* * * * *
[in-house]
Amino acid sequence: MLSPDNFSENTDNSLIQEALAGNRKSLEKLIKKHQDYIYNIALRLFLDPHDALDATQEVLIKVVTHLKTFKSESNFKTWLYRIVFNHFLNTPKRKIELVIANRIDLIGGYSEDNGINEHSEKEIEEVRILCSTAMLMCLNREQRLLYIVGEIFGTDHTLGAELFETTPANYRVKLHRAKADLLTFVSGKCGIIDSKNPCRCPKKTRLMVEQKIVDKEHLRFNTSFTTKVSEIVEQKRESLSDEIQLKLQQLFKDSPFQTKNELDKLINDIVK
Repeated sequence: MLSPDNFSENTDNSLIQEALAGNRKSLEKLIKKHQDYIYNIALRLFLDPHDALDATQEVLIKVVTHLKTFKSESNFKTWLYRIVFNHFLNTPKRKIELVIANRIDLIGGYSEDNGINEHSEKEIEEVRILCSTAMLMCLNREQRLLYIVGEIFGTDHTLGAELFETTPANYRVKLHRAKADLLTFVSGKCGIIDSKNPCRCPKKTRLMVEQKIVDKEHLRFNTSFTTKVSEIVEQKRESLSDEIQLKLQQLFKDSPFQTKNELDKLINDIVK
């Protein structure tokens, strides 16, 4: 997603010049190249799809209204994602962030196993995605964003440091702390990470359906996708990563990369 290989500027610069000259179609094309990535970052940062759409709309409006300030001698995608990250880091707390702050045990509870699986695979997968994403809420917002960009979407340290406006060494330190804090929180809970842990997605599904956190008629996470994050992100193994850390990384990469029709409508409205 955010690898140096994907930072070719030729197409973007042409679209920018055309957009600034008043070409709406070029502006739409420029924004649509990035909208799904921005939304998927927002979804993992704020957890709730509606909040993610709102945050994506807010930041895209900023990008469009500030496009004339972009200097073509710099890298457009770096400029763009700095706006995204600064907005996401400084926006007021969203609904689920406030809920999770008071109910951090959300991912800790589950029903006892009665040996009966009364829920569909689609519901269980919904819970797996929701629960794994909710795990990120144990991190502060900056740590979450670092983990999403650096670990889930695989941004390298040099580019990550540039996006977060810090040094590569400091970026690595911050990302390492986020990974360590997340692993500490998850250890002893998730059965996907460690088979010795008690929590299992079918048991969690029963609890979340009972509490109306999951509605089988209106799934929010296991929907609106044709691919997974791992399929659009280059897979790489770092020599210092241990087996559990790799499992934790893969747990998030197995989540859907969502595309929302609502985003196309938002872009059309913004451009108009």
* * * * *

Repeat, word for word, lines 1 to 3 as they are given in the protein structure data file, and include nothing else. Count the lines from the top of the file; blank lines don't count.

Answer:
[in-house]
Amino acid sequence: MLSPDNFSENTDNSLIQEALAGNRKSLEKLIKKHQDYIYNIALRLFLDPHDALDATQEVLIKVVTHLKTFKSESNFKTWLYRIVFNHFLNTPKRKIELVIANRIDLIGGYSEDNGINEHSEKEIEEVRILCSTAMLMCLNREQRLLYIVGEIFGTDHTLGAELFETTPANYRVKLHRAKADLLTFVSGKCGIIDSKNPCRCPKKTRLMVEQKIVDKEHLRFNTSFTTKVSEIVEQKRESLSDEIQLKLQQLFKDSPFQTKNELDKLINDIVK
Repeated sequence: MLSPDNFSENTDNSLIQEALAGNRKSLEKLIKKHQDYIYNIALRLFLDPHDALDATQEVLIKVVTHLKTFKSESNFKTWLYRIVFNHFLNTPKRKIELVIANRIDLIGGYSEDNGINEHSEKEIEEVRILCSTAMLMCLNREQRLLYIVGEIFGTDHTLGAELFETTPANYRVKLHRAKADLLTFVSGKCGIIDSKNPCRCPKKTRLMVEQKIVDKEHLRFNTSFTTKVSEIVEQKRESLSDEIQLKLQQLFKDSPFQTKNELDKLINDIVK